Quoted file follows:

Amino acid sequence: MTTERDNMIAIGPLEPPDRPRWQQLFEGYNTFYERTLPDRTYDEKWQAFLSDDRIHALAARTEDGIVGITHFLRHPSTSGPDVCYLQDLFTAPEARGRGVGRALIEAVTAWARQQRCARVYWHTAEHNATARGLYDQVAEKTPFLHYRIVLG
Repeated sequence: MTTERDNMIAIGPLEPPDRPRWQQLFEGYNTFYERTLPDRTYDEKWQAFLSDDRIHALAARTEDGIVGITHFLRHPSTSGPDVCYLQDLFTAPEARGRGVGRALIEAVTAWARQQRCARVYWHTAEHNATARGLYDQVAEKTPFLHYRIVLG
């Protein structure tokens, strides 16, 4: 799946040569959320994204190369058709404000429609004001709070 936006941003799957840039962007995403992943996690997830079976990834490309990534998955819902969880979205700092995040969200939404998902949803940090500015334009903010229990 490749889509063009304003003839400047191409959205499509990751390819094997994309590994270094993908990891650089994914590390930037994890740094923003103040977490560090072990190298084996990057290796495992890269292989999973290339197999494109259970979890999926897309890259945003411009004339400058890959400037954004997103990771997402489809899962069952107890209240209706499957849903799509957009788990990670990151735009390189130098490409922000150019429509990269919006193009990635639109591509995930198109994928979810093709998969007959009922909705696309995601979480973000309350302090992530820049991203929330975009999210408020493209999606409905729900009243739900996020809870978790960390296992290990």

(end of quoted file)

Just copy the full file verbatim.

Amino acid sequence: MTTERDNMIAIGPLEPPDRPRWQQLFEGYNTFYERTLPDRTYDEKWQAFLSDDRIHALAARTEDGIVGITHFLRHPSTSGPDVCYLQDLFTAPEARGRGVGRALIEAVTAWARQQRCARVYWHTAEHNATARGLYDQVAEKTPFLHYRIVLG
Repeated sequence: MTTERDNMIAIGPLEPPDRPRWQQLFEGYNTFYERTLPDRTYDEKWQAFLSDDRIHALAARTEDGIVGITHFLRHPSTSGPDVCYLQDLFTAPEARGRGVGRALIEAVTAWARQQRCARVYWHTAEHNATARGLYDQVAEKTPFLHYRIVLG
């Protein structure tokens, strides 16, 4: 799946040569959320994204190369058709404000429609004001709070 936006941003799957840039962007995403992943996690997830079976990834490309990534998955819902969880979205700092995040969200939404998902949803940090500015334009903010229990 490749889509063009304003003839400047191409959205499509990751390819094997994309590994270094993908990891650089994914590390930037994890740094923003103040977490560090072990190298084996990057290796495992890269292989999973290339197999494109259970979890999926897309890259945003411009004339400058890959400037954004997103990771997402489809899962069952107890209240209706499957849903799509957009788990990670990151735009390189130098490409922000150019429509990269919006193009990635639109591509995930198109994928979810093709998969007959009922909705696309995601979480973000309350302090992530820049991203929330975009999210408020493209999606409905729900009243739900996020809870978790960390296992290990």